Dock Apps? in DSL1.0 Pentium100
Forum: X and Fluxbox
Topic: Dock Apps? in DSL1.0 Pentium100
started by: JPsDad
Posted by JPsDad on Nov. 18 2007,05:01I'm running DSL1.0 on a Pentium 100, 64MB RAM. a good DSL connection. I would like to fully understand what the boxes oon the right side are telling me. I read the excellent description of the desktop on the WIKI, but there are big differences between v.3 and v1.0! Besides, I like the Moon_and_Tree background
This version recognized all my hardware and just worked. I tried v. 3.4.1 and it seemed a lot slower to boot. Is there any reason I should modernize?? BTW, this is a vacation home machine.
Posted by ^thehatsrule^ on Nov. 18 2007,19:11I really liked that fluxbox style as well.
I'll try describing them here, although using man pages or their help will get you more details and options.
Using the default order from top to bottom:
wmnet: shows your network speeds for uploading and downloading
wmcpuload: shows the % load of the cpu being used, will turn on the backlight if it is being stressed (at 100%)
asmem: shows your memory usage.
iirc, the top part (MEM) is for physical internal RAM; the maximum amount on the right; the 2 coloured bars shows what memory is used, cached; and what's free as a total, and as a %. Then the bottom half is the same but for your total swap, should you have it.
mount.app: shows which available devices are already mounted (green), and one that you can mount, and those that are busy (yellow i think). Scroll by using the arrow keys, mount/unmount by clicking the button on the left of it.
wmix: controls your volume for different channels. The scrolling text tells you which channel it's on (you can switch them with the arrows below); mute (i think); if it's on stereo/mono; how the output is balanced Left to Right; and the knob is for controlling your volume and the % is shown above (can be controlled by leftclick+drag or the scroll on a mouse) - moves clockwise for higher values.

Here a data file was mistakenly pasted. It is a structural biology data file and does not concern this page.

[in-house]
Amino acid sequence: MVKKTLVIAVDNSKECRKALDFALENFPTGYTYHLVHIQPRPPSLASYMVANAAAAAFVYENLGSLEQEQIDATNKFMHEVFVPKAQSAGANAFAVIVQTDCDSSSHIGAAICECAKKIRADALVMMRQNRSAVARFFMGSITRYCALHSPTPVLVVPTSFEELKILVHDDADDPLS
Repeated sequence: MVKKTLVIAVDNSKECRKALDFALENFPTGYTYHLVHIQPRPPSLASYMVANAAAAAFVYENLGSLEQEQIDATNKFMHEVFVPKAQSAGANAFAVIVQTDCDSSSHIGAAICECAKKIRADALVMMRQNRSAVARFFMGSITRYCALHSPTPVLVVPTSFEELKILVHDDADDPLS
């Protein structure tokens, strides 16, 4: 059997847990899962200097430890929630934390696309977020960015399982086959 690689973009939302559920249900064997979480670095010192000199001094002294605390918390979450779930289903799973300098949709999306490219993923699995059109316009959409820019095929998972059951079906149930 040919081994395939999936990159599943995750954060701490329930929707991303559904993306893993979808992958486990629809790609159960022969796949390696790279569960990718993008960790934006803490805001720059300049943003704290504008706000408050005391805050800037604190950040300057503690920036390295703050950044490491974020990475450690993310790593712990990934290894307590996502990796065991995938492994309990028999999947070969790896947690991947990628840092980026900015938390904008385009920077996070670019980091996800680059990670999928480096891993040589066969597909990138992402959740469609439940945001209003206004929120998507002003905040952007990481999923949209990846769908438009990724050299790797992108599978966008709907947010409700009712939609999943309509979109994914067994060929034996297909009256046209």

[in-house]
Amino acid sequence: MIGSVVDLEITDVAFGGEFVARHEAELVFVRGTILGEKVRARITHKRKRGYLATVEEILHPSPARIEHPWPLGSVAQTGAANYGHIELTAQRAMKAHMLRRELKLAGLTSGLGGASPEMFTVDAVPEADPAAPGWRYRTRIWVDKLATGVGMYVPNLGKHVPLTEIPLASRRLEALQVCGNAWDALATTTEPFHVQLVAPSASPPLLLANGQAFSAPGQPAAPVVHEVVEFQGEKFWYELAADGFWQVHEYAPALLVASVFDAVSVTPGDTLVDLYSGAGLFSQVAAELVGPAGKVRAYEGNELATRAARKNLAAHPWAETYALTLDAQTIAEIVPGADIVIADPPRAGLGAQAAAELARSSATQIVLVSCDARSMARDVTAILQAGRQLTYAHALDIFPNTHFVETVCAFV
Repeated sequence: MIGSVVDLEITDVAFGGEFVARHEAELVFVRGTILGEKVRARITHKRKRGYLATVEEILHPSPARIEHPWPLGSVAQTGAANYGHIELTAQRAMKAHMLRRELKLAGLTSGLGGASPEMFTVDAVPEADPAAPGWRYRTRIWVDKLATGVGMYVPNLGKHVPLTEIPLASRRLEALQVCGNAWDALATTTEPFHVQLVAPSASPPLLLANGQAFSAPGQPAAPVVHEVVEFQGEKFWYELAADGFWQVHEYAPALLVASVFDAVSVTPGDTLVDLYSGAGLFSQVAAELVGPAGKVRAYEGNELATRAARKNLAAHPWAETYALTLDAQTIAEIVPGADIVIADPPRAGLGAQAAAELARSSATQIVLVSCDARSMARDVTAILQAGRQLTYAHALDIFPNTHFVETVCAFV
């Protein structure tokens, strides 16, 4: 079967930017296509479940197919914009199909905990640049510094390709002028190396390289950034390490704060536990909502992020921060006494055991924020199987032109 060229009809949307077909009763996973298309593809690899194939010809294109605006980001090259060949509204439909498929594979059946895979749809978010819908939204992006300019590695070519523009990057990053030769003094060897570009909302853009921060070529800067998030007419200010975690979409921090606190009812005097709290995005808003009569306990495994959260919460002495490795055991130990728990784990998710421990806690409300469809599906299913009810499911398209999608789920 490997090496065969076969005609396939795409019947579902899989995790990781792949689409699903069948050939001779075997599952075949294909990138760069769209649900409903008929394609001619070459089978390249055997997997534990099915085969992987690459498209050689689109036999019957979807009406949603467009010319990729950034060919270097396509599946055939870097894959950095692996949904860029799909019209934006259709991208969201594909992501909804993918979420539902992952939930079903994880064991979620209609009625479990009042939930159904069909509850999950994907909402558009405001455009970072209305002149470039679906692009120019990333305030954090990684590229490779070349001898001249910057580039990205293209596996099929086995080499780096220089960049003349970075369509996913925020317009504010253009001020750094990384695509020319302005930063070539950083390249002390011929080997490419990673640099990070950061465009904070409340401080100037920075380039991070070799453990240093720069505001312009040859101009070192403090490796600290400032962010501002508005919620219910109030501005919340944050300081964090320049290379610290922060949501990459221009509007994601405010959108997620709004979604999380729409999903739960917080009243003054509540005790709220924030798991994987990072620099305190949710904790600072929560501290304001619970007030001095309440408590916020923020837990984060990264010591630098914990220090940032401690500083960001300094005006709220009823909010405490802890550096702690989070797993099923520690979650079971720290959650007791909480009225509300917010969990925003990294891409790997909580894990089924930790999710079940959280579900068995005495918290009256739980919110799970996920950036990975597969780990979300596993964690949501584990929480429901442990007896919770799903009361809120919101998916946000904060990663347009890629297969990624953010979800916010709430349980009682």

fluxter: shows your workspaces in fluxbox and the windows currently in them. You can move windows around (left click) and switch workspaces (middle click) with it.
Just note that this is just what I remember, as some of the dockapps I still regularly use are different.
I didn't find much difference for boot with 3.x, although the unionfs layer is by default initialized on boot (boot with "legacy" to avoid this) - .unc extensions are preferred over .dsl's (lower memory usage). Upgrading is up to you - you can check the release notes for the many changes. I'd suggest for you to try it, and see for yourself the differences first hand.
Posted by roberts on Nov. 18 2007,21:52FYI: dock apps are constantly running processes.
On a 100Mhz 64MB system, I would turn off as many as possible (not regularly used). You will get better performance.
Over the years (releases) of DSL, not only did DSL stay small in size, but tried to improve performance with small less powerfull machines, from new boot options to having less processes running at startup.